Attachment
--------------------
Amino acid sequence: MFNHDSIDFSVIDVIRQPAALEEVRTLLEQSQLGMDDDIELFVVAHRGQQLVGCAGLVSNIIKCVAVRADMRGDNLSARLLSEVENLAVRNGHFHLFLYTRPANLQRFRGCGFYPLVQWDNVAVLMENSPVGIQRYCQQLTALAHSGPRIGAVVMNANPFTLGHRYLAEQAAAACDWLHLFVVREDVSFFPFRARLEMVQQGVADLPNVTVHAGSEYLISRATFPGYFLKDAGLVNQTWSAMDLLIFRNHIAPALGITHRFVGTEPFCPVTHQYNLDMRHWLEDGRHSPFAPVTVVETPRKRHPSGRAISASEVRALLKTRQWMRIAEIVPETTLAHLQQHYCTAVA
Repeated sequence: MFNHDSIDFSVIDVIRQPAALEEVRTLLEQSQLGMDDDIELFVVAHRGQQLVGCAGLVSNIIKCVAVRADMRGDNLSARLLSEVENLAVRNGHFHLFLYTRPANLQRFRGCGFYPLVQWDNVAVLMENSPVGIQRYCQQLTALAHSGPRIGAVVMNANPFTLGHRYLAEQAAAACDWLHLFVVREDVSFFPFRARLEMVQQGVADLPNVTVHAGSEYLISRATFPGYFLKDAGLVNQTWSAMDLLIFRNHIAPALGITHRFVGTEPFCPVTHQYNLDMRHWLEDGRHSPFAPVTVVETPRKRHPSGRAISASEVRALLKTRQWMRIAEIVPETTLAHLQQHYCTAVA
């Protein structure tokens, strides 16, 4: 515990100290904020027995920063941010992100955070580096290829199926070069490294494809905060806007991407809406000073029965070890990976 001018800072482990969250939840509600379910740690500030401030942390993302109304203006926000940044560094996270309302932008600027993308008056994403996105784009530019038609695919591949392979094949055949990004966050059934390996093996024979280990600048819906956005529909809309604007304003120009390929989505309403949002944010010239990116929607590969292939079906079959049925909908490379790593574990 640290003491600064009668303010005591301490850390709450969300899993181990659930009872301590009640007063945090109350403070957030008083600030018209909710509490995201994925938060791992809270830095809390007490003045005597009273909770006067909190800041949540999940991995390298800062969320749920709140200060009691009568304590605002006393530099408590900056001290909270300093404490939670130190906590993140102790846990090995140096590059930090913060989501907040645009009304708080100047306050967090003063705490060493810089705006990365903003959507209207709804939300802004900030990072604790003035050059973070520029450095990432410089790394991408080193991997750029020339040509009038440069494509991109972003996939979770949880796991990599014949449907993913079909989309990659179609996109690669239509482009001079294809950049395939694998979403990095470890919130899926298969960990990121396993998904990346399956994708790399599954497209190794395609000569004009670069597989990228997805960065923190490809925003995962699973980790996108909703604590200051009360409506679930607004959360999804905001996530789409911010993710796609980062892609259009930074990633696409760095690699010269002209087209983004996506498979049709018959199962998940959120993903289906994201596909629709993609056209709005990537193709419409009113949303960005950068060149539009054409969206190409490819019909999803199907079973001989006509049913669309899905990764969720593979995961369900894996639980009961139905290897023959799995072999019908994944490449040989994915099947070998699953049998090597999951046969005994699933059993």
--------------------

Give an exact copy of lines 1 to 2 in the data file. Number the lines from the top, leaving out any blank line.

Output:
Amino acid sequence: MFNHDSIDFSVIDVIRQPAALEEVRTLLEQSQLGMDDDIELFVVAHRGQQLVGCAGLVSNIIKCVAVRADMRGDNLSARLLSEVENLAVRNGHFHLFLYTRPANLQRFRGCGFYPLVQWDNVAVLMENSPVGIQRYCQQLTALAHSGPRIGAVVMNANPFTLGHRYLAEQAAAACDWLHLFVVREDVSFFPFRARLEMVQQGVADLPNVTVHAGSEYLISRATFPGYFLKDAGLVNQTWSAMDLLIFRNHIAPALGITHRFVGTEPFCPVTHQYNLDMRHWLEDGRHSPFAPVTVVETPRKRHPSGRAISASEVRALLKTRQWMRIAEIVPETTLAHLQQHYCTAVA
Repeated sequence: MFNHDSIDFSVIDVIRQPAALEEVRTLLEQSQLGMDDDIELFVVAHRGQQLVGCAGLVSNIIKCVAVRADMRGDNLSARLLSEVENLAVRNGHFHLFLYTRPANLQRFRGCGFYPLVQWDNVAVLMENSPVGIQRYCQQLTALAHSGPRIGAVVMNANPFTLGHRYLAEQAAAACDWLHLFVVREDVSFFPFRARLEMVQQGVADLPNVTVHAGSEYLISRATFPGYFLKDAGLVNQTWSAMDLLIFRNHIAPALGITHRFVGTEPFCPVTHQYNLDMRHWLEDGRHSPFAPVTVVETPRKRHPSGRAISASEVRALLKTRQWMRIAEIVPETTLAHLQQHYCTAVA